BRUSSELS -- The European Union is taking steps to add Japan to the white list of countries exempt from stricter rules governing personal data transfers, a move that would help Japanese businesses hoping to use such information.
The European Commission, the EU's executive body, has begun the procedures to exempt Japan, with formal approval expected by the end of the year.
"We are creating the world’s largest area of safe data flows," Vera Jourova, the European commissioner for justice, consumers and gender equality, told reporters Wednesday.
The EU's General Data Protection Regulation, enacted in May, prohibits the transfer of personal data out of the European Economic Area, which includes the EU and a few other countries such as Norway. If a company is found to have run afoul of the rule, it could face a fine of up to 20 million euros ($23.2 million) or 4% of its annual sales -- whichever is greater.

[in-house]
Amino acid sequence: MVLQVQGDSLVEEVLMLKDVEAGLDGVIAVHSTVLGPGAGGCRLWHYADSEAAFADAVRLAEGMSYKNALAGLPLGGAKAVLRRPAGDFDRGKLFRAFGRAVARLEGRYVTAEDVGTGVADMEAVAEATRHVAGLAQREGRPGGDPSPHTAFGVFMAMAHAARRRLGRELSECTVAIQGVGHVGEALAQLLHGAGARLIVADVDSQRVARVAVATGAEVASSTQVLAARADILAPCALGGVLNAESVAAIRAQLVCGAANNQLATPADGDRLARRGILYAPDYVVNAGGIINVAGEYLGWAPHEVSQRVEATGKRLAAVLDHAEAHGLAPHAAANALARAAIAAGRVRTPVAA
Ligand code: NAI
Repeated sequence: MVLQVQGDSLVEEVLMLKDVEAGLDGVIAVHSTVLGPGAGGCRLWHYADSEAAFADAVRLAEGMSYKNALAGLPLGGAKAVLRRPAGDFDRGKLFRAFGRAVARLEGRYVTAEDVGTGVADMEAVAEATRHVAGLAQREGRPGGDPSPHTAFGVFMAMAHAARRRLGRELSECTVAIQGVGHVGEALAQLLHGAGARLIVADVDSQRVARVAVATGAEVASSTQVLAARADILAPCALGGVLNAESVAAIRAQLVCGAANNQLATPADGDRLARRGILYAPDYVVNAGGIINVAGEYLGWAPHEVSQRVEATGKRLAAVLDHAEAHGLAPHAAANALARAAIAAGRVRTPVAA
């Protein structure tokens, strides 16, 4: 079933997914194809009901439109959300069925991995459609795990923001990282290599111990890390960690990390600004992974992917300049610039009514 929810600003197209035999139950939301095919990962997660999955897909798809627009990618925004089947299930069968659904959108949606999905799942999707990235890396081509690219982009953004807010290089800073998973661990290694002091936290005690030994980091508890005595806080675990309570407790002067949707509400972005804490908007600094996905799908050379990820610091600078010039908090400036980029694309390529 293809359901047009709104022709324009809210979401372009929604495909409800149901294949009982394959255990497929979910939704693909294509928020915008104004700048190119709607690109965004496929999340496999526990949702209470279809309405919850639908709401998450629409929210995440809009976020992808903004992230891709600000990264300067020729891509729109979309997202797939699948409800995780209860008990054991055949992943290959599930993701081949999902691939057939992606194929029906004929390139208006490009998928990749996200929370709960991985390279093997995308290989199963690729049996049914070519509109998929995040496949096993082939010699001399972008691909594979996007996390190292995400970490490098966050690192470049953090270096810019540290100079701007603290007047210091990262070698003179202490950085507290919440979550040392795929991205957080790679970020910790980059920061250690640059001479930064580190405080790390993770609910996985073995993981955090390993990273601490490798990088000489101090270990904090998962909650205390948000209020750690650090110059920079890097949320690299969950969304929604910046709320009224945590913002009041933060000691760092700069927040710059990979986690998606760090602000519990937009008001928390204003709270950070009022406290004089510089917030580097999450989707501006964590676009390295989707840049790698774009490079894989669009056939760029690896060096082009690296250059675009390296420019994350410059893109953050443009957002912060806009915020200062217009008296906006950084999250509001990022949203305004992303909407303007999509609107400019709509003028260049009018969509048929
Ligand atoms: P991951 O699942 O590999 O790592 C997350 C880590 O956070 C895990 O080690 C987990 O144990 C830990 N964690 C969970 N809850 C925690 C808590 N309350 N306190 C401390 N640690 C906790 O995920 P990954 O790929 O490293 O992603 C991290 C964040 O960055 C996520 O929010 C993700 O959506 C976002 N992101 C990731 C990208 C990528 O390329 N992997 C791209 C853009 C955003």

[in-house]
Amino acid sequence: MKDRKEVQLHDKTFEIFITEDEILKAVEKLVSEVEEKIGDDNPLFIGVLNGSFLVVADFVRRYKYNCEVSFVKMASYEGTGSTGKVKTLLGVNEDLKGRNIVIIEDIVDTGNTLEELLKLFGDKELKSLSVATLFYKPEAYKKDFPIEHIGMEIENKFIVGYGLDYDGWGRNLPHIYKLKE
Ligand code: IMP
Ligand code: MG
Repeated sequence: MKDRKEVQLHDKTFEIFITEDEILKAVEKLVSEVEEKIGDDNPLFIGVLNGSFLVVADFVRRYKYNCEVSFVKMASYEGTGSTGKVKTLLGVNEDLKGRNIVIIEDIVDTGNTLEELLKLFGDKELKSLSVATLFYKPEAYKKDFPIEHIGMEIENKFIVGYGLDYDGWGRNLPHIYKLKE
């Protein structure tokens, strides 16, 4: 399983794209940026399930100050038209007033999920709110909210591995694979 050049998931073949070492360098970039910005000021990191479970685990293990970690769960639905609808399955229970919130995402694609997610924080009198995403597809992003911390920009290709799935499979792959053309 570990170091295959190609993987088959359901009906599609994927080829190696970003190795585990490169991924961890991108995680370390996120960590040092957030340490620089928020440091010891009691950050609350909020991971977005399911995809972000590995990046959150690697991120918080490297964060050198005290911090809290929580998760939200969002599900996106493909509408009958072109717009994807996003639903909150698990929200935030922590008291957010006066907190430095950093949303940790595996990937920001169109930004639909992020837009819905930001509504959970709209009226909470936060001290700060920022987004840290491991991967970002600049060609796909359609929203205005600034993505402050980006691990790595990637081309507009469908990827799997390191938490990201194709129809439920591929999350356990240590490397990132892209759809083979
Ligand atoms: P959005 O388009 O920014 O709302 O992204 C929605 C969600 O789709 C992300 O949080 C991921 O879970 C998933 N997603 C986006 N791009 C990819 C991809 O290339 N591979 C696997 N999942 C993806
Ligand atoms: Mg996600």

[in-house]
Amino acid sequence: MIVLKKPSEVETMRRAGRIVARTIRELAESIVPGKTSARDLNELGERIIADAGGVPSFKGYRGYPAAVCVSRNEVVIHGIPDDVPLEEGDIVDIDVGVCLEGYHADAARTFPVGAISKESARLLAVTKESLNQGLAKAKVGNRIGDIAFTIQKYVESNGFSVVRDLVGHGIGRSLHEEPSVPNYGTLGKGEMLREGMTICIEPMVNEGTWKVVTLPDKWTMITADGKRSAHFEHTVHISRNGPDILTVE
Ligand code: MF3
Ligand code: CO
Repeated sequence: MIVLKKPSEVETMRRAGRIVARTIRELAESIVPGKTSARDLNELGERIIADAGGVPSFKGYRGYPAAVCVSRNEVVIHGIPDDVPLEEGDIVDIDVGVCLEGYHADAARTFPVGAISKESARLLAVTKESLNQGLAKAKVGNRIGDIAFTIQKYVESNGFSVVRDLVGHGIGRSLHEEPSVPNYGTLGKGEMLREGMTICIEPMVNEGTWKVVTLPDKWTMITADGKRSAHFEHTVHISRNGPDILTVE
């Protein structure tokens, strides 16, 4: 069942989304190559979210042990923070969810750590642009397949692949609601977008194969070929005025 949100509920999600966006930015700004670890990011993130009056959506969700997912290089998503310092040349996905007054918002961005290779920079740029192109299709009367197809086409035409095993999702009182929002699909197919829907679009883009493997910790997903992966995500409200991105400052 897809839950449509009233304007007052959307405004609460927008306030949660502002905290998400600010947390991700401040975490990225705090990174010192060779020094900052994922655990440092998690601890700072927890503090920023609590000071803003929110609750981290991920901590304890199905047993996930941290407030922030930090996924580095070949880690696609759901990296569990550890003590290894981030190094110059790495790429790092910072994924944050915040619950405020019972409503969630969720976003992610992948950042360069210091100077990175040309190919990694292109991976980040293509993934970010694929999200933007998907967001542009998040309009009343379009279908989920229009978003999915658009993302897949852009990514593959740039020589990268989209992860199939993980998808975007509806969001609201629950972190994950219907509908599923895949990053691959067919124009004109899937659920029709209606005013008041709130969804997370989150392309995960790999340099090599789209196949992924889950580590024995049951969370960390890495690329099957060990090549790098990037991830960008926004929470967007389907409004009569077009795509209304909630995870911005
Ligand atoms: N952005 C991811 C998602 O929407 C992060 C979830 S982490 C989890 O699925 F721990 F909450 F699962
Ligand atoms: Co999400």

The EU has white-listed about 10 countries and territories -- including Switzerland -- making them exempt from the stricter privacy law based on what is known as the "adequacy decision." When a non-EU country's domestic laws or international commitments are deemed sufficient for ensuring an adequate level of personal-data protection, an exemption is granted.
To add Japan to this list, the European Data Protection Board, made up of data protection authorities from member states, must review the proposal. The EU and member state legislatures must deliberate on the matter before formal approval is given.
Japan and the EU had agreed in late May on a framework to allow mutual transfers of personal data. Japan last year instituted a new data protection law, and is putting in place additional guidelines to safeguard European data.
Japan's Personal Information Protection Commission is expected to approve the EU as a destination for mutual data transfers as early as next month.